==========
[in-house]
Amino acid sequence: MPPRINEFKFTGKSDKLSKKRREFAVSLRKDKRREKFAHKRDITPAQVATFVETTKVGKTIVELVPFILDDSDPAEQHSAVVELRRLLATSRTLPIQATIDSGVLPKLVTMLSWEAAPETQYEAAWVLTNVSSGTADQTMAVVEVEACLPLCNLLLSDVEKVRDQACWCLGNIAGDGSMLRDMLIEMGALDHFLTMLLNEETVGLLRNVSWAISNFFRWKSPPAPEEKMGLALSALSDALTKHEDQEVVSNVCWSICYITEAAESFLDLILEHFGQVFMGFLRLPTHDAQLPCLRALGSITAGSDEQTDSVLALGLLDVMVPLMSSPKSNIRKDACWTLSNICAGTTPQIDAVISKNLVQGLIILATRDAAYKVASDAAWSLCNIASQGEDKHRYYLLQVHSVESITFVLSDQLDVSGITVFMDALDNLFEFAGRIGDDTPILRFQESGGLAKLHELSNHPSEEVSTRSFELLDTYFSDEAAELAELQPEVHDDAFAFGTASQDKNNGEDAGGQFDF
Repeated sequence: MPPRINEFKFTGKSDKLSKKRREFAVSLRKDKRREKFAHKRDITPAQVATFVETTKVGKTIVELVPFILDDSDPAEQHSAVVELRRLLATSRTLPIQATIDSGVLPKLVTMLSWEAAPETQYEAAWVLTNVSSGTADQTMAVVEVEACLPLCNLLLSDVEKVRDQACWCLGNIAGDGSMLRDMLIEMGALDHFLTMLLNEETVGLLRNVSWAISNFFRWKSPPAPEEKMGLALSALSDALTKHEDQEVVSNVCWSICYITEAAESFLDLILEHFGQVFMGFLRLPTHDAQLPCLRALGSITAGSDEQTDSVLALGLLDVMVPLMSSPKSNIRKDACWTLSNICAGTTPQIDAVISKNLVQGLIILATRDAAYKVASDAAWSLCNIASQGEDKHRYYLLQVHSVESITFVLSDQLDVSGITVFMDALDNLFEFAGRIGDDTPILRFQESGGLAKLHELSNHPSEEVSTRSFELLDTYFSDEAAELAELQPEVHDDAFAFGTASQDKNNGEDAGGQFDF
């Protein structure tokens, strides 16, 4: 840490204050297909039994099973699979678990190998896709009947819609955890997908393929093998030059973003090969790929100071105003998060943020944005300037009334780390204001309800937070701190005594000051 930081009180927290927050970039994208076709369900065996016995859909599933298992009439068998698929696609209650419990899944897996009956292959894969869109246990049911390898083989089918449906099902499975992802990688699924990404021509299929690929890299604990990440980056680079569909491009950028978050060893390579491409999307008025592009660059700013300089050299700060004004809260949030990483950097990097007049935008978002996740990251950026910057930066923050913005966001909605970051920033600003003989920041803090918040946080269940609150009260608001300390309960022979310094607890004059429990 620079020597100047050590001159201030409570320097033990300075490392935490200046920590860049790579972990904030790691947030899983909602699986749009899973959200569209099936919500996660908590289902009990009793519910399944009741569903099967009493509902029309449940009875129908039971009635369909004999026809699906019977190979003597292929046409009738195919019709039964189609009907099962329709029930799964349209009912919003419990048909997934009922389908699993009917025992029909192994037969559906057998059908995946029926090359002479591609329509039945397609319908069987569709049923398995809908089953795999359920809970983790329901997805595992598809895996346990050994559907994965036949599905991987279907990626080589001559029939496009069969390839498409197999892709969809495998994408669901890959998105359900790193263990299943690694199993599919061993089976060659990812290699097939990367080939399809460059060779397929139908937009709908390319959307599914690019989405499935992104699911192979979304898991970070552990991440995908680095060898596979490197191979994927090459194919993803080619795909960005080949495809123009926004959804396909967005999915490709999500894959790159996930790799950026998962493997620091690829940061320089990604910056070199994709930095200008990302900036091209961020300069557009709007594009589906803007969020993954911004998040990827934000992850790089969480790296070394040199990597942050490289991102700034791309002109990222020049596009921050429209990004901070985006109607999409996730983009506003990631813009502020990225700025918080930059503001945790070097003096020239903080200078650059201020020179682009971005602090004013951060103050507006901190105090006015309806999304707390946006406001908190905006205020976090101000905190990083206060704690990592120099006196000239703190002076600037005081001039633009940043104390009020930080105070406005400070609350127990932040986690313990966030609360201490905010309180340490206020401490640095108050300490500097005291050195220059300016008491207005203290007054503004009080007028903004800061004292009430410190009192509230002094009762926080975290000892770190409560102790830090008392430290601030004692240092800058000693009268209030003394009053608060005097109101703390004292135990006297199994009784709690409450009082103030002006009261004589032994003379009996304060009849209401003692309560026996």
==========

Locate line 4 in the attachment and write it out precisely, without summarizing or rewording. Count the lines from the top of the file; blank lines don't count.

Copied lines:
């Protein structure tokens, strides 16, 4: 840490204050297909039994099973699979678990190998896709009947819609955890997908393929093998030059973003090969790929100071105003998060943020944005300037009334780390204001309800937070701190005594000051 930081009180927290927050970039994208076709369900065996016995859909599933298992009439068998698929696609209650419990899944897996009956292959894969869109246990049911390898083989089918449906099902499975992802990688699924990404021509299929690929890299604990990440980056680079569909491009950028978050060893390579491409999307008025592009660059700013300089050299700060004004809260949030990483950097990097007049935008978002996740990251950026910057930066923050913005966001909605970051920033600003003989920041803090918040946080269940609150009260608001300390309960022979310094607890004059429990 620079020597100047050590001159201030409570320097033990300075490392935490200046920590860049790579972990904030790691947030899983909602699986749009899973959200569209099936919500996660908590289902009990009793519910399944009741569903099967009493509902029309449940009875129908039971009635369909004999026809699906019977190979003597292929046409009738195919019709039964189609009907099962329709029930799964349209009912919003419990048909997934009922389908699993009917025992029909192994037969559906057998059908995946029926090359002479591609329509039945397609319908069987569709049923398995809908089953795999359920809970983790329901997805595992598809895996346990050994559907994965036949599905991987279907990626080589001559029939496009069969390839498409197999892709969809495998994408669901890959998105359900790193263990299943690694199993599919061993089976060659990812290699097939990367080939399809460059060779397929139908937009709908390319959307599914690019989405499935992104699911192979979304898991970070552990991440995908680095060898596979490197191979994927090459194919993803080619795909960005080949495809123009926004959804396909967005999915490709999500894959790159996930790799950026998962493997620091690829940061320089990604910056070199994709930095200008990302900036091209961020300069557009709007594009589906803007969020993954911004998040990827934000992850790089969480790296070394040199990597942050490289991102700034791309002109990222020049596009921050429209990004901070985006109607999409996730983009506003990631813009502020990225700025918080930059503001945790070097003096020239903080200078650059201020020179682009971005602090004013951060103050507006901190105090006015309806999304707390946006406001908190905006205020976090101000905190990083206060704690990592120099006196000239703190002076600037005081001039633009940043104390009020930080105070406005400070609350127990932040986690313990966030609360201490905010309180340490206020401490640095108050300490500097005291050195220059300016008491207005203290007054503004009080007028903004800061004292009430410190009192509230002094009762926080975290000892770190409560102790830090008392430290601030004692240092800058000693009268209030003394009053608060005097109101703390004292135990006297199994009784709690409450009082103030002006009261004589032994003379009996304060009849209401003692309560026996």